The University of Kaiserslautern is one of the leading medium sized technical universities in Germany with approximately 14.000 students and about 170 professors with a very strong emphasis on ICT. The Microelectronic Systems Design Research Group headed by Prof. Norbert Wehn is part of the department of Electrical and Computer Engineering. Research focus is on embedded systems design, especially application driven design methodologies and efficient hardware architectures. Research topics are mobile communication systems (MIMO systems, LTE, channel codes), virtual hardware platforms, 3D integration, heterogeneous platforms for HPC applications, reliability and energy efficiency in embedded systems. The research group is strongly involved in many DFG and BMBF projects and has a large record of successful industry projects. Two start-ups spinout of this research group.
The research activities of the group in OPRECOMP are carried out to cover following areas: main memories based on DRAMs and ReRAMs, 3D-integration, modelling and design space exploration, emerging memory technologies, memory controller and interfaces in close collaboration with CEA and the other project members.
Contribution to OPRECOMP
The research activities of the Microelectronic Systems Design Research Group in OPRECOMP are carried out to cover following areas: main memories based on DRAMs and ReRAMs, 3D-integration, modelling and design space exploration, emerging memory technologies, memory controller and interfaces in close collaboration with ETHZ/IBM and the other project members.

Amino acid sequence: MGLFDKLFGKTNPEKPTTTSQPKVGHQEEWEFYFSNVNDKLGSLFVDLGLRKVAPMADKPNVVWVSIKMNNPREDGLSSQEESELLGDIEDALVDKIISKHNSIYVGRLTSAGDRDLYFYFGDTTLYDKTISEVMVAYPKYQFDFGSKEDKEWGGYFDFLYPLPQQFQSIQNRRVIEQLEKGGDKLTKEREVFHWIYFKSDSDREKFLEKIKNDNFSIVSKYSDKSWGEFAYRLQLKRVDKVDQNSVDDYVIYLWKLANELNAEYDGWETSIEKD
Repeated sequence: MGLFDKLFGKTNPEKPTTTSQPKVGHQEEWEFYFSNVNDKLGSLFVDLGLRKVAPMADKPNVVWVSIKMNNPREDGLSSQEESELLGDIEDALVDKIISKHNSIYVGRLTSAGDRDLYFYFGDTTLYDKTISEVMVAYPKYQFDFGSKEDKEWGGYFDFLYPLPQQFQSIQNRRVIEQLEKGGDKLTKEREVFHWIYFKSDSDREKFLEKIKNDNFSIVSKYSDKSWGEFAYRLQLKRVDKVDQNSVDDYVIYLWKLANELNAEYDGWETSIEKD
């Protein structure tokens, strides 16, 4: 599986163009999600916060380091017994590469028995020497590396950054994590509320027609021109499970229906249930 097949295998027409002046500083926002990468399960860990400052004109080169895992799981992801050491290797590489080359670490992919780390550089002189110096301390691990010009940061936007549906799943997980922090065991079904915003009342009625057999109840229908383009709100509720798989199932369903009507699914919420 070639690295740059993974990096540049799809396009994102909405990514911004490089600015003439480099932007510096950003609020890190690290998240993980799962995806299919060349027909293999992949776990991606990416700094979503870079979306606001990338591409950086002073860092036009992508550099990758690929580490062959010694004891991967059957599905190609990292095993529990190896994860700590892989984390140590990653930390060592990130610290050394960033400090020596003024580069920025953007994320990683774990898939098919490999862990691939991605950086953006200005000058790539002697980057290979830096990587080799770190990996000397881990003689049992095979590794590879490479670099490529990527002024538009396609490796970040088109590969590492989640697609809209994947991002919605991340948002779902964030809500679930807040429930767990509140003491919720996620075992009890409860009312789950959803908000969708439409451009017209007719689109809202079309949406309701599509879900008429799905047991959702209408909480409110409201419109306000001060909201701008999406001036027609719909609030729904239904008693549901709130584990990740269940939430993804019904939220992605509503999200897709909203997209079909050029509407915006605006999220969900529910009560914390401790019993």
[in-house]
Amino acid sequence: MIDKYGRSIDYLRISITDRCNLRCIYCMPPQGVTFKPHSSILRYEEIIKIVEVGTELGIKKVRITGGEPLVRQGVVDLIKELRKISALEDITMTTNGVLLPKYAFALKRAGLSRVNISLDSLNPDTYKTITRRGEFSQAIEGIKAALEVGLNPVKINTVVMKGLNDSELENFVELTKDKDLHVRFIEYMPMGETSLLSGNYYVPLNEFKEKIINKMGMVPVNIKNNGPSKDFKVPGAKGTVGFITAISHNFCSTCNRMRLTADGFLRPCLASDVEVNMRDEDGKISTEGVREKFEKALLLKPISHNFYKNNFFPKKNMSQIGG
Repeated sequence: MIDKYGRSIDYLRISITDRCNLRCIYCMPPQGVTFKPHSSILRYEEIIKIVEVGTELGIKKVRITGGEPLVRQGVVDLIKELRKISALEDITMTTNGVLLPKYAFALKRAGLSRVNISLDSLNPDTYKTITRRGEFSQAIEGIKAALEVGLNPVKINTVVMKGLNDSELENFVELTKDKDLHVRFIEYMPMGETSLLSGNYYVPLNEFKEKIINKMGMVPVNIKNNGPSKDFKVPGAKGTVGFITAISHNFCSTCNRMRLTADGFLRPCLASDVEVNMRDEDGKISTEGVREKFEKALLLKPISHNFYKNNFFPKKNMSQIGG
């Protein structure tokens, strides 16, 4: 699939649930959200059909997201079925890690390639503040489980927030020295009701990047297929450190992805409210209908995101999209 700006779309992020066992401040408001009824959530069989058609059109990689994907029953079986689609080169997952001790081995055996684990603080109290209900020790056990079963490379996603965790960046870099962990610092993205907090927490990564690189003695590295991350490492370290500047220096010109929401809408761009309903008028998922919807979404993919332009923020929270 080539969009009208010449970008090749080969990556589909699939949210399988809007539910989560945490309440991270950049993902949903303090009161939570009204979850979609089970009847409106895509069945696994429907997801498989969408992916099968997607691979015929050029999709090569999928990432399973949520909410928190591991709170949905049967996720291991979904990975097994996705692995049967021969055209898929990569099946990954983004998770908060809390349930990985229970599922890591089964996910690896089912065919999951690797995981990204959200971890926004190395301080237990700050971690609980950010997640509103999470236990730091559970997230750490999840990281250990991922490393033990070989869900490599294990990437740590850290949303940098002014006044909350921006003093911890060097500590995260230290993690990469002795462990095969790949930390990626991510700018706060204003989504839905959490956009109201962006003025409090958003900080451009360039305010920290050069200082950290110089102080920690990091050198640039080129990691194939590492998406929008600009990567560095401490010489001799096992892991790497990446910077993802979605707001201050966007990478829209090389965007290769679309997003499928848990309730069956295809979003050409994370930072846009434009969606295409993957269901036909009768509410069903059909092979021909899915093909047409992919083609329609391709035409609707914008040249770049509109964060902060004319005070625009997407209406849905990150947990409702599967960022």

The group from Kaiserslautern will be responsible for exploring and developing memory subsystems with approximate storage support that will be used throughout the project and will be leading Work Package 3.
Prof. Norbert Wehn
He holds the chair for Microelectronic Systems Design in the department of Electrical Engineering and Information Technology at the University of Kaiserslautern. He received the Diploma and PhD from TH Darmstadt in 1984 and 1989 respectively. He held several research and management positions at Siemens AG/Munich before he was appointed full professor at University of Kaiserslautern in 1997. He has more than 250 publications in various fields of microelectronic system design and holds several patents. He is Vice-President of the University Kaiserslautern, associate editor of various journals and member of several scientific advisory boards. In 2003 he served as program chair for DATE 2003 and as general chair for DATE 2005 respectively. In 2014 he was general Co-Chair of FPL 2015. His special research interests are VLSI-architectures for mobile communication, forward error correction techniques, low-power techniques, advanced SoC architectures, 3D integration, reliability issues in SoC and hardware accelerators for financial mathematics and big data applications.
Dr. Christian Weis
He received the Ph.D. degree in electrical engineering from the University of Kaiserslautern, Kaiserslautern, Germany, in 2014.
From 1996 to 1998, he was with Mitsubishi Semiconductor Europe, Germany, where he was engaged in the development of microcontrollers. From 1998 to 2009, he was with Siemens Semiconductor, Infineon Technologies AG and Qimonda AG, Munich, Germany, in DRAM design. During this time frame, he was involved in DRAM design for graphics and commodity DRAM products. In 2006, he was a Design Team Leader for the 1Gb DDR3 DRAM, the first DDR3 volume product at Infineon/Qimonda. Since 2009, he has been with the Microelectronic Systems Design Research Group, University of Kaiserslautern, Germany. He holds more than 20 patents related to DRAMs and DRAM design. He has published more than 30 papers in international peer-reviewed conferences and journals in the fields of 3D-DRAM and implementation of microelectronic systems. He has collaborated with several international research institutes (e.g. CEA, EPFL, University of Bologna, TU Delft, TU Eindhoven). His current research interests include 3D integrated DRAMs, DRAM controller design, and heterogeneous memories and MPSoCs.